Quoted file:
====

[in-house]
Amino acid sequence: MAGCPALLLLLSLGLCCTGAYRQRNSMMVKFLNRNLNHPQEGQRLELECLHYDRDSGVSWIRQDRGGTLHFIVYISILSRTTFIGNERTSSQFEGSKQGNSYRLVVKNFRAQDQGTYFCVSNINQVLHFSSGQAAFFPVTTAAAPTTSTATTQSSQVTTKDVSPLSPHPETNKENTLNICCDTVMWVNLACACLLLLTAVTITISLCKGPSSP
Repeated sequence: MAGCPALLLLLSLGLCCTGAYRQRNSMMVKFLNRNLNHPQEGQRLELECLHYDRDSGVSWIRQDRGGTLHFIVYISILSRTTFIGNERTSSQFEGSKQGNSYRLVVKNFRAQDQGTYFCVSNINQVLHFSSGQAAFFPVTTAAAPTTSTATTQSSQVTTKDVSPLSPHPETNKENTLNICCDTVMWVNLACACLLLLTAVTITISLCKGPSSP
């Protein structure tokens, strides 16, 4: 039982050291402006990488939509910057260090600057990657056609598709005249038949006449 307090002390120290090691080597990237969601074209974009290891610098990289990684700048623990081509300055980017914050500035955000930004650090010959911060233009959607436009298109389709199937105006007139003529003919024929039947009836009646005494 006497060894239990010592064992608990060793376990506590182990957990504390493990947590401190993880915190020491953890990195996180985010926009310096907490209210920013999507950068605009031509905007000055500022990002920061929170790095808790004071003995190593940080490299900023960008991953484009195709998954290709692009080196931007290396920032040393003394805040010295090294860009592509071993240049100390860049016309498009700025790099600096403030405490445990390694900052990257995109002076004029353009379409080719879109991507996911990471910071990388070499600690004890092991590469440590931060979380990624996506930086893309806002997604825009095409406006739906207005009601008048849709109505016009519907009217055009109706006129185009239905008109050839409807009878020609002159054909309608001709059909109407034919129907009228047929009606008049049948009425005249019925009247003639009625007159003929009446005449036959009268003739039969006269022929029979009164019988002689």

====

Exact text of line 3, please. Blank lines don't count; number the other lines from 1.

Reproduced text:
Repeated sequence: MAGCPALLLLLSLGLCCTGAYRQRNSMMVKFLNRNLNHPQEGQRLELECLHYDRDSGVSWIRQDRGGTLHFIVYISILSRTTFIGNERTSSQFEGSKQGNSYRLVVKNFRAQDQGTYFCVSNINQVLHFSSGQAAFFPVTTAAAPTTSTATTQSSQVTTKDVSPLSPHPETNKENTLNICCDTVMWVNLACACLLLLTAVTITISLCKGPSSP